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Crawford, Leonidas Wakefield

by Homer M. Keever, 1979

5 Apr. 1842–21 Feb. 1908

A 1906 engraving of Leonidas Wakefield Crawford. Image from Archive.org.Leonidas Wakefield Crawford, Methodist minister, professor of theology at Trinity College, and editor of the North Carolina Christian Advocate, was born on the family plantation just east of Salisbury, the fifth son of William Dunlop Crawford and Christiana Mull Crawford. His father was an honor graduate of The University of North Carolina, a Salisbury attorney, and long-time legislator from Rowan County. His mother was a member of an old Rowan family and had attended Salem Academy.

When Leonidas was two years old, his father died, and when he was twelve, his mother remarried. He spent some of his formative years in Charlotte, a favorite of his stepfather, Peter Brown, Esq. When the Civil War broke out, he was sent to Olin High School, a Methodist Institution in northern Iredell County, in an attempt to get him away from secession enthusiasm. The plan did not succeed: six months later he was allowed to join the infantry company of one of his brothers as a junior officer in the Forty-second Regiment. He served with distinction until he was taken prisoner at Second Cold Harbor near Richmond.

His imprisonment until the end of the war gave him time to study, and after he was paroled, he went back to Olin and then to the University of Virginia, where he was graduated in English and Moral Philosophy and afterward received a master's degree. Later he received honorary D.D. degrees from Central College in Missouri and Weaverville College in North Carolina.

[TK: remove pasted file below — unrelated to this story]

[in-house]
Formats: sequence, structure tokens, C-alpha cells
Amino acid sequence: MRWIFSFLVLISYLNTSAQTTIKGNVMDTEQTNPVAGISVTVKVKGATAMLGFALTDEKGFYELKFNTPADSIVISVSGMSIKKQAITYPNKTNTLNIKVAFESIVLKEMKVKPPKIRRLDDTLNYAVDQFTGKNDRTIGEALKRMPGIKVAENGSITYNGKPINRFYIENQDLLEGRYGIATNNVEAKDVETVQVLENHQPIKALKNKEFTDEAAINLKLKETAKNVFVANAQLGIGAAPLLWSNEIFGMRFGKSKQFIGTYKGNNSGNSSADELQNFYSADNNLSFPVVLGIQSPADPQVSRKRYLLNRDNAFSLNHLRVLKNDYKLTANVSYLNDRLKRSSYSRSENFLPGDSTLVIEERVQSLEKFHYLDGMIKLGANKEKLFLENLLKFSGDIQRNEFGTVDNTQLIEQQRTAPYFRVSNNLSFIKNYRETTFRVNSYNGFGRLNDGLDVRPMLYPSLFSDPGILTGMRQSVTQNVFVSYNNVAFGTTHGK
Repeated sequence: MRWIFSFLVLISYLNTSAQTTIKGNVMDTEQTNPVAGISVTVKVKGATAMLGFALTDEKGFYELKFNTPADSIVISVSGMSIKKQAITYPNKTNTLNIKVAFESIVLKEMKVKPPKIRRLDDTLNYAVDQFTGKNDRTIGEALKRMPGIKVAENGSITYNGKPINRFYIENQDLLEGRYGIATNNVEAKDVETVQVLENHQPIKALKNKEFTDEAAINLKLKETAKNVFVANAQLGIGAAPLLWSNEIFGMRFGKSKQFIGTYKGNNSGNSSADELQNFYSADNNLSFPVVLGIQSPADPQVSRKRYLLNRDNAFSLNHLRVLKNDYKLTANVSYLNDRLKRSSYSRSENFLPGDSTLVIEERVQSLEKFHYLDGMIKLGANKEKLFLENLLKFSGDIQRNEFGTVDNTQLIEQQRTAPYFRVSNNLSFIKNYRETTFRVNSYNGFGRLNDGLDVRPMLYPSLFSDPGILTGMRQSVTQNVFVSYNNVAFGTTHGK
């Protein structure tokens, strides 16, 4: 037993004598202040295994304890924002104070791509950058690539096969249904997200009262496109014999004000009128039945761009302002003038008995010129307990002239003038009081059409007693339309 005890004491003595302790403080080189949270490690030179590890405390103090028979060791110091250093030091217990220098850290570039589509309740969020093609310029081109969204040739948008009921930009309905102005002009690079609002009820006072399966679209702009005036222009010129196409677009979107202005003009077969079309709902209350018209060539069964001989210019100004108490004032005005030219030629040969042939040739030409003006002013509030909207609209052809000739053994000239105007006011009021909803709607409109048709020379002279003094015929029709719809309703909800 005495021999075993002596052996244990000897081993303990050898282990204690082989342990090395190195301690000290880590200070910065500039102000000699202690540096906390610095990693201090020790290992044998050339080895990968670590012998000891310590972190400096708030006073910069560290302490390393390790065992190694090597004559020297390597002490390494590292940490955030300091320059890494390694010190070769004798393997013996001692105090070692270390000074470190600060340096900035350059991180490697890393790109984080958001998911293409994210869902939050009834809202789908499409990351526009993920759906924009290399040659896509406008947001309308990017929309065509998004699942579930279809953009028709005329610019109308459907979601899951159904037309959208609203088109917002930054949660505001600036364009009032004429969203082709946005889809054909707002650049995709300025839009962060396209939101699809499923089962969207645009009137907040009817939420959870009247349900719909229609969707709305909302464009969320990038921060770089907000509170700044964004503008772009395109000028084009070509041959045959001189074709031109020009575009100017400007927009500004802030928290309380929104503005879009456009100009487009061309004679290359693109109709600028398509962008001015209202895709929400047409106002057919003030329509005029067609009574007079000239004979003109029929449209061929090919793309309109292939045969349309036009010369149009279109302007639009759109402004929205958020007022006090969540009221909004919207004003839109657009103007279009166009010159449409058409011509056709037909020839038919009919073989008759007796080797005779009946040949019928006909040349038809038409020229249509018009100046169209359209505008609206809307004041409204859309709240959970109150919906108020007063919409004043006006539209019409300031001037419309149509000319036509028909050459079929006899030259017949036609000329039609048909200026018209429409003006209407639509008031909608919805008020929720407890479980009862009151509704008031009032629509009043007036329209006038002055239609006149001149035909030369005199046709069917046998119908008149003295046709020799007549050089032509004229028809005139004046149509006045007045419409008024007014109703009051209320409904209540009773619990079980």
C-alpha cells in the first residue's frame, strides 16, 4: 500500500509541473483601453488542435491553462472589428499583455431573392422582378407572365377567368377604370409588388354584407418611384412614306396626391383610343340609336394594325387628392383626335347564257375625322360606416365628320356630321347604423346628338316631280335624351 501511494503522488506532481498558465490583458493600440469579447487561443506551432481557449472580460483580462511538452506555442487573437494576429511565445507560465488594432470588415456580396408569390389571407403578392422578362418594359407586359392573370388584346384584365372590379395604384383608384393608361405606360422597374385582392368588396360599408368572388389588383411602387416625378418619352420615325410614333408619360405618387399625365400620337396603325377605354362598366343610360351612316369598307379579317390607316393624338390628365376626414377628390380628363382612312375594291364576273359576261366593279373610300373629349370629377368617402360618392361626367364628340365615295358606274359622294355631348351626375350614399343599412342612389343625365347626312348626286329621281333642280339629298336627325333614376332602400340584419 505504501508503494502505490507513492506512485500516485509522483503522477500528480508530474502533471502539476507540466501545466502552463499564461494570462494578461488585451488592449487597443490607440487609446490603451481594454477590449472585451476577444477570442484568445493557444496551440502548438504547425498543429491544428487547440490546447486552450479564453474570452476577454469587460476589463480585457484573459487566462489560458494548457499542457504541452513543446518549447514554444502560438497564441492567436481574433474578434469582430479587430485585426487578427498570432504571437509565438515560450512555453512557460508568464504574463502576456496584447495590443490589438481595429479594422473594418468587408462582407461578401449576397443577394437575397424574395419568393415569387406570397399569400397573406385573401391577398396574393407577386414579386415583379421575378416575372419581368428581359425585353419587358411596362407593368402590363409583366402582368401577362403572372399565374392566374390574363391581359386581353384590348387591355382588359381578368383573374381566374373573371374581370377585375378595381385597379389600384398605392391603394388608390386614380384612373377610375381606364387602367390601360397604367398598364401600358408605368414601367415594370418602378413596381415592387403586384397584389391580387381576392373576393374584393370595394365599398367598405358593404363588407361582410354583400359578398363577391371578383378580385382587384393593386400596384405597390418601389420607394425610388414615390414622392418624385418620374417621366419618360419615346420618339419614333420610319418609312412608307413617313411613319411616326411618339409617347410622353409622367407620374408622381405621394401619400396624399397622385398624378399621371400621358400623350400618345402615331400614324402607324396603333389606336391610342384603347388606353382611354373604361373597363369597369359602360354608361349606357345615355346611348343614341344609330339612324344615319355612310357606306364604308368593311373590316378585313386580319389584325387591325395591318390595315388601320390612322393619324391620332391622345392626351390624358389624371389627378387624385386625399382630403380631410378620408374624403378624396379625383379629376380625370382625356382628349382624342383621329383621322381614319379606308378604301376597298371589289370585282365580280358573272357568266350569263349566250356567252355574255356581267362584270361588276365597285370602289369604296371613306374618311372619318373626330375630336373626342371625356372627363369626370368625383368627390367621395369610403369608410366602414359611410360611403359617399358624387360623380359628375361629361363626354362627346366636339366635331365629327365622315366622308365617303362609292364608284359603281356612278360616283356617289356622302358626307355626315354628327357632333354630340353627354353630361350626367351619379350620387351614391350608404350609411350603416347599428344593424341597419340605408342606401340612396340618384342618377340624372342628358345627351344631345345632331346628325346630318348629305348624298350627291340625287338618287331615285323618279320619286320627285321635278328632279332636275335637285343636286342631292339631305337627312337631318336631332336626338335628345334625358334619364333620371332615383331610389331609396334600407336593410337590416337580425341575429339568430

Crawford's family background was Methodist, and his training turned him to the ministry of the Methodist church. In 1867 he was licensed to preach, and in 1868 he joined the North Carolina Conference of the Methodist Episcopal Church, South. From the first his appointments were to the larger churches—Hillsborough, Salisbury, Fayetteville, Greensboro, New Bern—and he spent in each the four years allowed by Methodist policy.

Crawford's interest in education was strong. In 1883, while pastor of West Market Street Church in Greensboro, he headed a movement to save Greensboro Female College for the Methodist church, and he helped secure the state Normal and Industrial College at Greensboro. While editor of the North Carolina Christian Advocate, he established the small chapel that has grown to be College Place United Methodist Church, just off the campus of The University of North Carolina at Greensboro; he was its pastor for four years. He became professor of theology at Trinity College in 1890 and held that position for four years, while Trinity was being moved from Randolph County to Durham. Lack of funds caused his department to be abandoned, and he went back into the itinerancy. At about that time, John Crowell resigned as president of Trinity College, and there was considerable sentiment for Crawford to be made president in his stead. The trustees, however, chose John C. Kilgo of South Carolina.

After a year and a half as pastor in Reidsville, Crawford in mid-1896 purchased a controlling interest in the North Carolina Christian Advocate, established late in 1893 as a merger of the Raleigh Christian Advocate and the Western Advocate of Asheville, in order to give the two North Carolina Methodist conferences a single periodical. It was owned by a stock company and published in Greensboro. At the meeting of the Western North Carolina Conference that fall, Crawford was appointed editor for that conference, while Thomas Neal Ivey was appointed coeditor for the North Carolina Conference.